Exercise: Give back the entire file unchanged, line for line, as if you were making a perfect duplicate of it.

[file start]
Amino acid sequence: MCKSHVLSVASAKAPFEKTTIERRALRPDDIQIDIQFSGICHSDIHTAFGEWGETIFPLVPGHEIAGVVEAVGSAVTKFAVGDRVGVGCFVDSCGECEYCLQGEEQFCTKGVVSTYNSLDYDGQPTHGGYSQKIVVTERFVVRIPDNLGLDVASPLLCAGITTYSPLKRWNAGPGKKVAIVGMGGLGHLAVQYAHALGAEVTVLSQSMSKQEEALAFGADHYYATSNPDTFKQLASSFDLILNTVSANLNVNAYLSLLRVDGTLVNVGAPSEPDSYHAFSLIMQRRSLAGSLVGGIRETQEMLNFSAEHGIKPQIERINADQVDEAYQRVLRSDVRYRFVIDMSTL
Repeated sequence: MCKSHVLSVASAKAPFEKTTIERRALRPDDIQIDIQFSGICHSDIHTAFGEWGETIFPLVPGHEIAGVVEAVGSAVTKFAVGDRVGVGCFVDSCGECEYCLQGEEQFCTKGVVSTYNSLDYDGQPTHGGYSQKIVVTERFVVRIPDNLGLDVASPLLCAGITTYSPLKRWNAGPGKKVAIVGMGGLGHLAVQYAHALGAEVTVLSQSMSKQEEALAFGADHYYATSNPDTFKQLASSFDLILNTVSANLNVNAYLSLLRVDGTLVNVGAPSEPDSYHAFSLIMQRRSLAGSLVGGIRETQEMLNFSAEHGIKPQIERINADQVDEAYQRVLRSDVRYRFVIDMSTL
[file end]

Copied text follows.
Amino acid sequence: MCKSHVLSVASAKAPFEKTTIERRALRPDDIQIDIQFSGICHSDIHTAFGEWGETIFPLVPGHEIAGVVEAVGSAVTKFAVGDRVGVGCFVDSCGECEYCLQGEEQFCTKGVVSTYNSLDYDGQPTHGGYSQKIVVTERFVVRIPDNLGLDVASPLLCAGITTYSPLKRWNAGPGKKVAIVGMGGLGHLAVQYAHALGAEVTVLSQSMSKQEEALAFGADHYYATSNPDTFKQLASSFDLILNTVSANLNVNAYLSLLRVDGTLVNVGAPSEPDSYHAFSLIMQRRSLAGSLVGGIRETQEMLNFSAEHGIKPQIERINADQVDEAYQRVLRSDVRYRFVIDMSTL
Repeated sequence: MCKSHVLSVASAKAPFEKTTIERRALRPDDIQIDIQFSGICHSDIHTAFGEWGETIFPLVPGHEIAGVVEAVGSAVTKFAVGDRVGVGCFVDSCGECEYCLQGEEQFCTKGVVSTYNSLDYDGQPTHGGYSQKIVVTERFVVRIPDNLGLDVASPLLCAGITTYSPLKRWNAGPGKKVAIVGMGGLGHLAVQYAHALGAEVTVLSQSMSKQEEALAFGADHYYATSNPDTFKQLASSFDLILNTVSANLNVNAYLSLLRVDGTLVNVGAPSEPDSYHAFSLIMQRRSLAGSLVGGIRETQEMLNFSAEHGIKPQIERINADQVDEAYQRVLRSDVRYRFVIDMSTL